Fostering a Dog – How it works

Dogs in Distress (DID) uses a network of fosterers who offer short-term homes to the dogs that we rescue. We rely on our fosterers to provide a safe and caring environment for our dogs. Foster based care is particularly important and beneficial as our fosterers can provide great insight into the dogs personality and the kind of home he will be best suited to.

The rewards of dog fostering
DID fosterers come from every walk of life. They have one thing in common; a great love of dogs and a commitment to helping them in the most practical way possible – by taking them into their homes on a short term basis. Fostering takes commitment in terms of time and effort. Most foster dogs will need some basic training, they will need to be walked at least twice a day, they will need love, care and attention. Many DID fosterers have been fostering for us for many years. Where required fosterers are provided with food, bedding, dog toys etc. to cover the financial costs related to fostering. Fosterers experience first-hand the hugely positive impact that their efforts have on a dog’s life.

Application Process

  • If you are interested in fostering a dog please complete the online Fostering Application Form
  • New fosterers are provided with a special pack containing useful tips and advice
  • Our Foster Co-ordinator Kathy is available to advise or assist with fostering related issues should they arise

How it Works

  • When fosterers are ready to take on a dog they inform the Foster Coordinator
  • Fosterers may request a specific dog that they have seen in the’Urgent Action Needed‘ listing
  • Once in the foster home, the dog’s listing is moved from ‘Urgent Action Needed‘ to ‘Adopt a Dog or Pup‘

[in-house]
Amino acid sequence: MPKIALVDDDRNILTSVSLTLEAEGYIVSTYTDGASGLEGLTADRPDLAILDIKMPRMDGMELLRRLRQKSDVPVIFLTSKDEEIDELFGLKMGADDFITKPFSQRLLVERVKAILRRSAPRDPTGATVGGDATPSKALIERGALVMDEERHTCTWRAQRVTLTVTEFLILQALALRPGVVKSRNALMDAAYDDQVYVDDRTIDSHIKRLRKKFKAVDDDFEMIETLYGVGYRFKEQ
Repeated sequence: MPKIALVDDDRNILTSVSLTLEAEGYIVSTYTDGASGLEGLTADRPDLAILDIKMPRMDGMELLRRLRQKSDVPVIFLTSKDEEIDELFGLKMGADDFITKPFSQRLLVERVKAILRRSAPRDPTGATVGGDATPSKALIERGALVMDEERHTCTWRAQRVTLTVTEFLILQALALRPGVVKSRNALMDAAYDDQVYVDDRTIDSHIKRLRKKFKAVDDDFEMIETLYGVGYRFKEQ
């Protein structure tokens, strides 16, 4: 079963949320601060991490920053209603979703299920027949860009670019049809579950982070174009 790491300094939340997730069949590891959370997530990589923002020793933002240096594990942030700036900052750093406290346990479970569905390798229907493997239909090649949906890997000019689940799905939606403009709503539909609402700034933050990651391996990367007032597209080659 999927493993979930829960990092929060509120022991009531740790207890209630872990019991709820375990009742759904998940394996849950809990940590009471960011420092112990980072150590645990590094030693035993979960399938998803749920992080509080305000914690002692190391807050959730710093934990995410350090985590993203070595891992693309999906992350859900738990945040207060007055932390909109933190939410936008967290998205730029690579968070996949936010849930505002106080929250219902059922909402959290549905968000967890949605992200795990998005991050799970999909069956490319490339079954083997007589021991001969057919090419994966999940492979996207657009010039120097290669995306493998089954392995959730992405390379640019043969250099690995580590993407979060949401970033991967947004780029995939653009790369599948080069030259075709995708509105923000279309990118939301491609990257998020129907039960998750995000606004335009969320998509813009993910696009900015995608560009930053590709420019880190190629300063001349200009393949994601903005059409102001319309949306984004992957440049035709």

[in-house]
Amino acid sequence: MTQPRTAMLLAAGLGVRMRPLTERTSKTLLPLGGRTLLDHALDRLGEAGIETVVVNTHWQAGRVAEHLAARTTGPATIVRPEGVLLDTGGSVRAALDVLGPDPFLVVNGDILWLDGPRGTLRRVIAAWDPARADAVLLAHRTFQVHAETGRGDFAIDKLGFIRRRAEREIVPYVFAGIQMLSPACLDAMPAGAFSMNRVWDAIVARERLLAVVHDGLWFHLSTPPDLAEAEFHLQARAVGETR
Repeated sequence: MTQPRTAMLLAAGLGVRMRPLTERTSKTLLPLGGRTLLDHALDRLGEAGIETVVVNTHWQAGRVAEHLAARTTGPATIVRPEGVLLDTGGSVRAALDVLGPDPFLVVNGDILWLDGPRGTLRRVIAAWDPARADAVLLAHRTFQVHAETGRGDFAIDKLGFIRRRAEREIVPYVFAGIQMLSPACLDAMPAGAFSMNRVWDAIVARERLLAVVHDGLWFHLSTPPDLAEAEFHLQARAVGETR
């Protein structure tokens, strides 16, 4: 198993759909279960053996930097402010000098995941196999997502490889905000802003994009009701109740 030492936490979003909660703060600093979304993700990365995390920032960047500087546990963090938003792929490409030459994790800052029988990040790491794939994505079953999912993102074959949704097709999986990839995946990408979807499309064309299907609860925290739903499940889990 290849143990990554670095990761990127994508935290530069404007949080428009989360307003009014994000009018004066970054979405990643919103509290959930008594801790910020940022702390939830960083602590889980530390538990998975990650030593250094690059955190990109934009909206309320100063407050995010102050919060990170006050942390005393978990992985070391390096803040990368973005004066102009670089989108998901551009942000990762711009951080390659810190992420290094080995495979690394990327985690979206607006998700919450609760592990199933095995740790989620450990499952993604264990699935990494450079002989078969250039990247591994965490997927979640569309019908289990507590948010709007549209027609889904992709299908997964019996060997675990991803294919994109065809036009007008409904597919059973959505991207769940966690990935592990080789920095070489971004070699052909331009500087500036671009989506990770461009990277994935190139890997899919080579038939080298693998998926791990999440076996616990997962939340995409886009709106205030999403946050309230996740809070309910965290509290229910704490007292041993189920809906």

• The dog settles into his temporary home. After a week to ten days the fosterer completes a Foster Dog CV and returns it to Dogs in Distress. This form provides details of the dog’s temperament which will help us find a suitable home for the dog
  • The fosterer should be prepared to provide basic training, including house-training, if required
  • If possible, the fosterer should upload photos and updates of their foster dog to his listing on the website. The more active the dog’s listing is the more interest is generated from potential adopters
  • Provisions are made by Dogs in Distress to have the dog spayed/neutered, vaccinated and micro-chipped while in fostercare. If any other veterinary care is required Dogs in Distress cover the cost
  • The dog is now ready to go to his permanent home and once this occurs his listing is moved to the ‘Happy Endings‘ section of the website

A dog may spend up to three months in foster care, however the average time in foster is about five weeks. Offers of foster homes for shorter periods are also welcome.

All veterinary costs are covered by DID and if food or equipment is requested by the fosterer this is provided.

Foster Coordinator: Kathy

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